Personally, I don't think the question example you're using offers any benefit to professional programmers. A test you can use any language and is going to involve programming just about anything they can come up with is hard to prepare for as you indicated in your answer. Are there programmers spending countless hours cramming for these types of tests or wasting money on some self-help book that claims it will teach you how to be a programmer in one day?

If this question is acceptable just because it's about programming, why not invite the thousand of other questions anyone could ask about how to get better at anything programming related? I wish more people (myself included) would ask how to get better at writing questions and stop making me close them. https://softwareengineering.stackexchange.com/questions/204587/which-certification-to-go-for How about getting certified in reading the FAQ's?

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    I agree with most of your points. Looking at the [close stats], there are 9 users with over 1,000 reviews and the top 20 account for 88% of the reviews. It's not just 5, but it is a small, active group. Looking at the profiles though, I see a very broad range of personalities (as expressed by comments) and approaches to closing. We get a number of interesting questions that just don't fit the site format. It sucks; I don't like closing them; but I believe in maintaining the site's quality until we figure out a way to handle those non-constructive Q's. – user53019 Jul 12 '13 at 23:50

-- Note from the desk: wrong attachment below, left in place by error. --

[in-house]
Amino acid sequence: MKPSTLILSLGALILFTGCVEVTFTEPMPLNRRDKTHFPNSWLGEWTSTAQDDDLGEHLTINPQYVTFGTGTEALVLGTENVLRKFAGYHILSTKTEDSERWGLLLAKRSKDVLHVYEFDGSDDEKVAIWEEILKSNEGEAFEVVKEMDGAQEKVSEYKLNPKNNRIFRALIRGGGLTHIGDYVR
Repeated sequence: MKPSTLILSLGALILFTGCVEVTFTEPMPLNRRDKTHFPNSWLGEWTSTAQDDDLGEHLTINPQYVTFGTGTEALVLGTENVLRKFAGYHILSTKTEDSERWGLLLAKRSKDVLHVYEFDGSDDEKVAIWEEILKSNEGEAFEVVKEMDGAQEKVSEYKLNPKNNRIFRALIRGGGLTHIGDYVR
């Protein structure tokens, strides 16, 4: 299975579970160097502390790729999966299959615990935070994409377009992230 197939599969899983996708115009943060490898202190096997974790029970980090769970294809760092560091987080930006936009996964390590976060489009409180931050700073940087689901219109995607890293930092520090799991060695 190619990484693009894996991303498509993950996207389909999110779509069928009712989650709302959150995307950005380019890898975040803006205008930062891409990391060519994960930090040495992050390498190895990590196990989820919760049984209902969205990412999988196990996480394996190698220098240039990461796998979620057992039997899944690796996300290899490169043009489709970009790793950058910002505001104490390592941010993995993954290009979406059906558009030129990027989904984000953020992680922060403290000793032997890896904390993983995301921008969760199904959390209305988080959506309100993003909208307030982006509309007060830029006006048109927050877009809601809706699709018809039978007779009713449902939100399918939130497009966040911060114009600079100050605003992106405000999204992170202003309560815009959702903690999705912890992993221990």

• @GlenH7 close review stats are not quite straightforward; eg of top 10 reviewers, at least 3 tend to rather frequently vote "Leave Open", which is the opposite of what you're looking for. On the other hand, I know of at least 3 active closers who make a lot of voting outside of review, so that it's missing in these stats. IIRC Rachel made a SEDE query that gave real close stats; it wasn't 100% accurate since it didn't account for deleted questions, but still better than review stats – gnat Jul 14 '13 at 23:38
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    @gnat Here's the query. It's caveat is that it only counts close votes on questions that ended up closing. That's arguably not the full picture either. – user53019 Jul 15 '13 at 0:55
  • @GlenH7 yes I was thinking about this query. It makes better sense than review stats – gnat Jul 15 '13 at 5:24